No written procedure for commissioning was laid down in our Navys early days, but the act of commissioning was familiar, derived from established British naval custom. Commissionings were simple military ceremonies. The prospective commanding officer came on board, called the crew to quarters, and formally read the orders appointing him to command. He then ordered the ensign and the commissioning pennant hoisted; at that moment the ship went into commission, and the first entry in the ships deck log recorded this. First logs from a sizable number of early Navy ships did not survive and, since commissionings were not surrounded by any public fanfare, they were not written up in the press. We thus cannot know exactly when many of the Navys first ships were first commissioned; all that can sometimes be known is when a particular ship first put to sea.
The commissioning pennant is the distinguishing mark of a commissioned Navy ship. A commissioning pennant is a long streamer in some version of the national colors of the Navy that flies it. The American pennant is blue at the hoist, bearing seven white stars; the rest of the pennant consists of single longitudinal stripes of red and white. The pennant is flown at all times as long as a ship is in commissioned status, except when a flag officer or civilian official is embarked and flies his personal flag in its place.
Ships' commissioning programs often include a story about the origin of the commissioning pennant. As it goes, during the first of three 17th-century Anglo-Dutch naval wars (1652-54) the Dutch Admiral Maarten Tromp put to sea with a broom at his masthead, symbolizing his intention to sweep the English from the sea. His British opponent, Admiral Robert Blake, two-blocked a coachwhip to show his determination to whip the Dutch fleet. Blake won; in commemoration of his victory a streamerlike pennant, called a "coachwhip pennant" from its long, narrow form, became the distinguishing mark of naval ships.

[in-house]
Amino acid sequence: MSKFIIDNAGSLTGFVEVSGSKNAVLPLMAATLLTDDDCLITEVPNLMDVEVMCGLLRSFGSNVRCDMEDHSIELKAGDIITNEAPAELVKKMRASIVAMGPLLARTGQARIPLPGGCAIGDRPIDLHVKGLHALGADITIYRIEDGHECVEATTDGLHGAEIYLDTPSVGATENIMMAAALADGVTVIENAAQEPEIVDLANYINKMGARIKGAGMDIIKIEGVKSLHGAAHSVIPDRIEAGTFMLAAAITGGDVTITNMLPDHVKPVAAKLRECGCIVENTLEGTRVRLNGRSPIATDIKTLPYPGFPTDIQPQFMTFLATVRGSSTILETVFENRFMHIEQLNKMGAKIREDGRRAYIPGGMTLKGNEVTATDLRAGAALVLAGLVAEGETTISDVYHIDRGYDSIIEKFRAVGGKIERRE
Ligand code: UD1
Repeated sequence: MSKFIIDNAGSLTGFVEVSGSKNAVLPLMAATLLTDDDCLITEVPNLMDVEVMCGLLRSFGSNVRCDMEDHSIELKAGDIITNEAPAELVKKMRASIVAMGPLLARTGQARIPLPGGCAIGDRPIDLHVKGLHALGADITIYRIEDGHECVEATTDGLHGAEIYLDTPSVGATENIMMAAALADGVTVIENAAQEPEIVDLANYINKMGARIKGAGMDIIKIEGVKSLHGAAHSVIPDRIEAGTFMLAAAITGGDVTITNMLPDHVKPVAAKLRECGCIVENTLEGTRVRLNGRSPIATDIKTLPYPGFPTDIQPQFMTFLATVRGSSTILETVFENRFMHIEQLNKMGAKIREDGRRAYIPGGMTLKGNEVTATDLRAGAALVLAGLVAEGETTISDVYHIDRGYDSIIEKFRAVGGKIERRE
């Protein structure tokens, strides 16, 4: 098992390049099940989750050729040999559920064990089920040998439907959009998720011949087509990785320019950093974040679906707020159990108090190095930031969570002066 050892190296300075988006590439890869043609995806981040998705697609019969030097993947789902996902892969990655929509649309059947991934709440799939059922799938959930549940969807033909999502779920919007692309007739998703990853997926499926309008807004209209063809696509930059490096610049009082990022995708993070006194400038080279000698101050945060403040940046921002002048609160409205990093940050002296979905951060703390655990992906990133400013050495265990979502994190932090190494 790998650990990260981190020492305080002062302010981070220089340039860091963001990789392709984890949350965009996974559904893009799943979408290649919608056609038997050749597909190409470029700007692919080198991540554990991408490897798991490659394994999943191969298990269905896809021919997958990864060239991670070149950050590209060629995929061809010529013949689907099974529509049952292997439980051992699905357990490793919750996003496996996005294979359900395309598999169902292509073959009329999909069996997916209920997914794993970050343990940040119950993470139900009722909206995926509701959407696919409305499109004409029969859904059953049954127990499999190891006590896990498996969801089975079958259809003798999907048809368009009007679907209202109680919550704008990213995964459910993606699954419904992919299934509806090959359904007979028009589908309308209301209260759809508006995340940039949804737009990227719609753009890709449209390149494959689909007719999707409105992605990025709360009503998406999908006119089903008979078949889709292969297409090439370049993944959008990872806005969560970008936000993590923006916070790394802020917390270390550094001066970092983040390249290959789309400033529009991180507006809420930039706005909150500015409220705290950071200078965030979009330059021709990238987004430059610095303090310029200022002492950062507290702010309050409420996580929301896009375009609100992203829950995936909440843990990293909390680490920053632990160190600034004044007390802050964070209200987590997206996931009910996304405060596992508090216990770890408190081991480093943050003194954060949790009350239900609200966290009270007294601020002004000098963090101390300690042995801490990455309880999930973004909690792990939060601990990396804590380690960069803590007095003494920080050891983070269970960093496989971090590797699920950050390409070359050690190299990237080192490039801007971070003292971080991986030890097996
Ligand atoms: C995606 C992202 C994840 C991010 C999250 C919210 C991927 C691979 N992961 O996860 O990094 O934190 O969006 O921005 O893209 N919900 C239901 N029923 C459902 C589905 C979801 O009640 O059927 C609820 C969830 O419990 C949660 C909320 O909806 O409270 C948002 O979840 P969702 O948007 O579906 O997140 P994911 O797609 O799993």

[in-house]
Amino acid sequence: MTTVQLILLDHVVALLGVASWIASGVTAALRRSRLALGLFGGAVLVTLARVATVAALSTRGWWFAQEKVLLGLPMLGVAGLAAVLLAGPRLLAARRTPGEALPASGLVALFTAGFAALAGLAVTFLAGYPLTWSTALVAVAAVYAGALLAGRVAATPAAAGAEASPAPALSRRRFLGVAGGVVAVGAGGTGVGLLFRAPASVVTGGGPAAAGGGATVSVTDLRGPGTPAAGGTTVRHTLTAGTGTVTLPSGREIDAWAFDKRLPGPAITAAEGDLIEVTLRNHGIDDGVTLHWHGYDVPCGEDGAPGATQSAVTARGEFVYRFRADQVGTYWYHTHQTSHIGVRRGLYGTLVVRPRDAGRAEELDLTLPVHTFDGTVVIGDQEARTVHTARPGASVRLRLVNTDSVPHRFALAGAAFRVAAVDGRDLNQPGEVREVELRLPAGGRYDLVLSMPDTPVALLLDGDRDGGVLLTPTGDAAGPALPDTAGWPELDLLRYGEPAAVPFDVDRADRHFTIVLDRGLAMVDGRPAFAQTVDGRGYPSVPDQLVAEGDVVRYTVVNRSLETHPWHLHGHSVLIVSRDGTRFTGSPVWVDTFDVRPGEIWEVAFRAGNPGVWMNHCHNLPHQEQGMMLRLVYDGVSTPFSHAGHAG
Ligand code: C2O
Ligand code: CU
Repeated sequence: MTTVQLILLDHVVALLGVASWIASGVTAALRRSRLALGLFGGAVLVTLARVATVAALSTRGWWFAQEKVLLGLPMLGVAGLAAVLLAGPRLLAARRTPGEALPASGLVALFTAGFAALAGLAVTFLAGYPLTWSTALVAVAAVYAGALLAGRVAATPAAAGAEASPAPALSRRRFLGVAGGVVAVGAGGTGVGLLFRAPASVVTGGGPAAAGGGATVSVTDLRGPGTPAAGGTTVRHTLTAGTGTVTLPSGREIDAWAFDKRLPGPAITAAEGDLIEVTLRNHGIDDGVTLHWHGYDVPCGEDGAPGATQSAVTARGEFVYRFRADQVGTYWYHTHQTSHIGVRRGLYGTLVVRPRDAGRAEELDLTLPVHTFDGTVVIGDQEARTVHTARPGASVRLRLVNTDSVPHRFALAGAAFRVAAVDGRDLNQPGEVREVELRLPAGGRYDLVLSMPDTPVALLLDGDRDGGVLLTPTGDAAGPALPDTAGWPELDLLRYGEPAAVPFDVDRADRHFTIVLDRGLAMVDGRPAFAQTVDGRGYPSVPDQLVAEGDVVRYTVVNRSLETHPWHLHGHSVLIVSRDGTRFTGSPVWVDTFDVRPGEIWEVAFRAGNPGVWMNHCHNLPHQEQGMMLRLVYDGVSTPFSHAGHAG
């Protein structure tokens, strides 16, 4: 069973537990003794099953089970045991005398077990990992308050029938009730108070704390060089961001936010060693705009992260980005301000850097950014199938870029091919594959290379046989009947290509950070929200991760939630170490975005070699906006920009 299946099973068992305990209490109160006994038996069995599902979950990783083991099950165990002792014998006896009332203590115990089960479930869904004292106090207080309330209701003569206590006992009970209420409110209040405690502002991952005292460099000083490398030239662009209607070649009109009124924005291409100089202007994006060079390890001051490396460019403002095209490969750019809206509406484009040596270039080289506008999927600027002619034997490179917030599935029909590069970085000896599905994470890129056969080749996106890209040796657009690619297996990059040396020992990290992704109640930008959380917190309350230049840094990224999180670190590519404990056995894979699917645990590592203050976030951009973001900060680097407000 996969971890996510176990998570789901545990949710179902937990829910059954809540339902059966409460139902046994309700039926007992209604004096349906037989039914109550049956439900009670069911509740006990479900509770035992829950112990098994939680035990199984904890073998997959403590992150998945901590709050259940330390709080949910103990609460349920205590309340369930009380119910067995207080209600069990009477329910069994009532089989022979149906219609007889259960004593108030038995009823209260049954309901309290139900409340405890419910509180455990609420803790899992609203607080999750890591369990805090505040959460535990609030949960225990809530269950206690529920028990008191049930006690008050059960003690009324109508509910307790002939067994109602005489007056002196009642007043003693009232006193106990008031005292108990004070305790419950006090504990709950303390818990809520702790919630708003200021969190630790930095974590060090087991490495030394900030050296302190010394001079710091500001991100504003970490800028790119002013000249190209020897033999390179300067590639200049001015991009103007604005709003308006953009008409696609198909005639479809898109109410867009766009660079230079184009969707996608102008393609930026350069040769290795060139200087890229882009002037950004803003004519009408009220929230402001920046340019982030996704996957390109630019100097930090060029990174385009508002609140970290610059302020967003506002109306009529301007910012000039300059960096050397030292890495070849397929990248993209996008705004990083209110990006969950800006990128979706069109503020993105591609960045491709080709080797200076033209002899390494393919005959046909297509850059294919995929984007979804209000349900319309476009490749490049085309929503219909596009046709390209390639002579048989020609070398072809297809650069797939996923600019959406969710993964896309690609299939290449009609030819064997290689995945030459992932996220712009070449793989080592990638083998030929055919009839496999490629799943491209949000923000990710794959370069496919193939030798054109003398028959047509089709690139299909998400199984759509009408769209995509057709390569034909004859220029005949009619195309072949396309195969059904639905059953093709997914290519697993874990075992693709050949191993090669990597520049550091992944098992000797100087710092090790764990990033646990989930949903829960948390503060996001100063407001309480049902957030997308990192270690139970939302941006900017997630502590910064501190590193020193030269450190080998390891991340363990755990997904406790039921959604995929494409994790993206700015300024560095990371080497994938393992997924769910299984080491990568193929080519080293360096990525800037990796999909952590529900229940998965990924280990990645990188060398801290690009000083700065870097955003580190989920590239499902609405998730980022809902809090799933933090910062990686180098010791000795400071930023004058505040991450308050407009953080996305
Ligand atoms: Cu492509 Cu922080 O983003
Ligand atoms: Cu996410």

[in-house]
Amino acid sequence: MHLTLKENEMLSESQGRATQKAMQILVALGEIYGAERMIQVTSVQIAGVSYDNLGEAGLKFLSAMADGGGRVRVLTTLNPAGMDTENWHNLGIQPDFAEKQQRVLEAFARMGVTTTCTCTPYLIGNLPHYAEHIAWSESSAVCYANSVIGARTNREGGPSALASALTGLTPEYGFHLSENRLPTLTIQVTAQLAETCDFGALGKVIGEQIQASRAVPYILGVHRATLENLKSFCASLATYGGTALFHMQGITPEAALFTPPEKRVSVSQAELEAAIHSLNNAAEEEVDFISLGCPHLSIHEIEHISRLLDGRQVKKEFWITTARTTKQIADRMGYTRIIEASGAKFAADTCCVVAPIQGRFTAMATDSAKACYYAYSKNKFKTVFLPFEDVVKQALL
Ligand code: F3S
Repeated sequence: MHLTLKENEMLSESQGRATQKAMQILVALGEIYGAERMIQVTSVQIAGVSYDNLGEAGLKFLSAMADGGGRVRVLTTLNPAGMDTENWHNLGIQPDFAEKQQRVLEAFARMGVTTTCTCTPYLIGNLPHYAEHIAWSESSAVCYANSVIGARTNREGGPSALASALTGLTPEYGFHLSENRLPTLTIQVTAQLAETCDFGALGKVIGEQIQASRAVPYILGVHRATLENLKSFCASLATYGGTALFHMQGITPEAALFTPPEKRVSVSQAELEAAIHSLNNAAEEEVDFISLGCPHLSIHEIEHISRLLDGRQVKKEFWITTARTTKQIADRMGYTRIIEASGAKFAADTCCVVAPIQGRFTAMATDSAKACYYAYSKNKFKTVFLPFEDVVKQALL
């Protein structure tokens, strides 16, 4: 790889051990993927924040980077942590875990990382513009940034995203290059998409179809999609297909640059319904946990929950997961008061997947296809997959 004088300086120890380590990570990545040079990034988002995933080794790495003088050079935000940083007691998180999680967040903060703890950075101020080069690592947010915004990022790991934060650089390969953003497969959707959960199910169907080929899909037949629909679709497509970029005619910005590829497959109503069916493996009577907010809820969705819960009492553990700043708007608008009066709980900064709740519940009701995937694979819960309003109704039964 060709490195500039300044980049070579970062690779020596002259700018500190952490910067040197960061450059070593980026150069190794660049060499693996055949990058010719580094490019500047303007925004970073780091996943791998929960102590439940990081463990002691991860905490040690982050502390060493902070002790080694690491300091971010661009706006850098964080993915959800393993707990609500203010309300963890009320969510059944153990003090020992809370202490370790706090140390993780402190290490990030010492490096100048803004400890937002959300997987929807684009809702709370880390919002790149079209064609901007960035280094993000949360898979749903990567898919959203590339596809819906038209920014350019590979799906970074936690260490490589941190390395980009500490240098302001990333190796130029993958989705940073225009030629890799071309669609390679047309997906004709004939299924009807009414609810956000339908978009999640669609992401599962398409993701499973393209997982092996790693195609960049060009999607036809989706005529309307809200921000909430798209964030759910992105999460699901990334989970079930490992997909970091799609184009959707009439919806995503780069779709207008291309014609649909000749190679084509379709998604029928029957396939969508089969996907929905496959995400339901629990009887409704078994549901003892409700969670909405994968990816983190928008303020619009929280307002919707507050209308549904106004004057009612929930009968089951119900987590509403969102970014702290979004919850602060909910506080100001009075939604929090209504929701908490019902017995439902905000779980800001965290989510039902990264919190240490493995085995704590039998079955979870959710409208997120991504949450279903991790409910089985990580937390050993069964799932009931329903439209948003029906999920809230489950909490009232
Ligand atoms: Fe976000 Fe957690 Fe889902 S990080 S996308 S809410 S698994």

This is an interesting anecdote. As with so many other stories, though, nothing has ever been found to prove it. Researchers in England have tried to verify the tale, but without success. The actual origin of the commissioning pennant appears to be a bit more prosaic.
Narrow pennants of this kind go back several thousand years. They appear in ancient Egyptian art, and were flown from ships' mastheads and yardarms from, at least, the Middle Ages; they appear in medieval manuscript illustrations and Renaissance paintings. Professional national navies began to take form late in the 17th Century. All ships at that time were sailing ships, and it was often difficult to tell a naval ship from a merchantman at any distance. Navies began to adopt long, narrow pennants, to be flown by their ships at the mainmast head to distinguish themselves from merchant ships. This became standard naval practice.
Earlier American commissioning pennants bore 13 white stars in their blue hoist. A smaller 7-star pennant was later introduced for use in the bows of captains' gigs, and was flown by the first small submarines and destroyers. This principle even carried over into the national ensign; bigger ships flew the conventional flag of their time, while small boats used a 13-star "boat flag" which was also flown by early submarines and destroyers since the standard Navy ensigns of that day were too big for them. The 13 stars in boat flags and in earlier pennants doubtless commemorated the original 13 states of the Union. The reason behind the use of 7 stars is less obvious, and was not recorded, though the number 7 has positive connotations in Jewish and Christian symbology. On the other hand, it may simply have been an aesthetic choice on the part of those who specified the smaller number.
Until the early years of this century flags and pennants were quite large, as is seen in period pictures of naval ships. By 1870, for example, the largest Navy pennant had an 0.52-foot hoist (the maximum width) and a 70-foot length, called the fly; the biggest ensign at that time measured 19 by 36 feet.